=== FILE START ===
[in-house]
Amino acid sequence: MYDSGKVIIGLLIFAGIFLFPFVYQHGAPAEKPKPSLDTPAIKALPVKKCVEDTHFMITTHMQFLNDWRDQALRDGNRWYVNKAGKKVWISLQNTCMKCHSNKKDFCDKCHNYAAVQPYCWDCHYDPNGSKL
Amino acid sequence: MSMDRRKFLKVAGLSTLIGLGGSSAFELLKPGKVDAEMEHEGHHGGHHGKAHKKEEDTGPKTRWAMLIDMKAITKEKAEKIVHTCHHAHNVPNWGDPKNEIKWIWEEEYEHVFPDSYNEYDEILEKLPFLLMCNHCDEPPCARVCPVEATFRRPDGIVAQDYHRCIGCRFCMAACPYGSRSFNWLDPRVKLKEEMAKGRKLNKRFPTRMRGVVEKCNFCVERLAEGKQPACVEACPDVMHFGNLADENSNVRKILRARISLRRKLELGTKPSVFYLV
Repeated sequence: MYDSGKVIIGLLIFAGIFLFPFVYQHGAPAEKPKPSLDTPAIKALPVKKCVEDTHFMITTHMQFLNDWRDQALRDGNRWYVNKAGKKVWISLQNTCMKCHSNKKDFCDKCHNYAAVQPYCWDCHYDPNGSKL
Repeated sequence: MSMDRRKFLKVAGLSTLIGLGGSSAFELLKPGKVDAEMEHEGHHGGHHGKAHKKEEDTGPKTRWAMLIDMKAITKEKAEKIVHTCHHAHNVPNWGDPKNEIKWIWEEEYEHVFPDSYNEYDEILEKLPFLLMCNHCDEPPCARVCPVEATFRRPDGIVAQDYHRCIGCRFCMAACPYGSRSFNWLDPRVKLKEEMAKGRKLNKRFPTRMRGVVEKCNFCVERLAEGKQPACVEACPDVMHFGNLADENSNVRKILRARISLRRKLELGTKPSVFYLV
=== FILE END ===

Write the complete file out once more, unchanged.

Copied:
[in-house]
Amino acid sequence: MYDSGKVIIGLLIFAGIFLFPFVYQHGAPAEKPKPSLDTPAIKALPVKKCVEDTHFMITTHMQFLNDWRDQALRDGNRWYVNKAGKKVWISLQNTCMKCHSNKKDFCDKCHNYAAVQPYCWDCHYDPNGSKL
Amino acid sequence: MSMDRRKFLKVAGLSTLIGLGGSSAFELLKPGKVDAEMEHEGHHGGHHGKAHKKEEDTGPKTRWAMLIDMKAITKEKAEKIVHTCHHAHNVPNWGDPKNEIKWIWEEEYEHVFPDSYNEYDEILEKLPFLLMCNHCDEPPCARVCPVEATFRRPDGIVAQDYHRCIGCRFCMAACPYGSRSFNWLDPRVKLKEEMAKGRKLNKRFPTRMRGVVEKCNFCVERLAEGKQPACVEACPDVMHFGNLADENSNVRKILRARISLRRKLELGTKPSVFYLV
Repeated sequence: MYDSGKVIIGLLIFAGIFLFPFVYQHGAPAEKPKPSLDTPAIKALPVKKCVEDTHFMITTHMQFLNDWRDQALRDGNRWYVNKAGKKVWISLQNTCMKCHSNKKDFCDKCHNYAAVQPYCWDCHYDPNGSKL
Repeated sequence: MSMDRRKFLKVAGLSTLIGLGGSSAFELLKPGKVDAEMEHEGHHGGHHGKAHKKEEDTGPKTRWAMLIDMKAITKEKAEKIVHTCHHAHNVPNWGDPKNEIKWIWEEEYEHVFPDSYNEYDEILEKLPFLLMCNHCDEPPCARVCPVEATFRRPDGIVAQDYHRCIGCRFCMAACPYGSRSFNWLDPRVKLKEEMAKGRKLNKRFPTRMRGVVEKCNFCVERLAEGKQPACVEACPDVMHFGNLADENSNVRKILRARISLRRKLELGTKPSVFYLV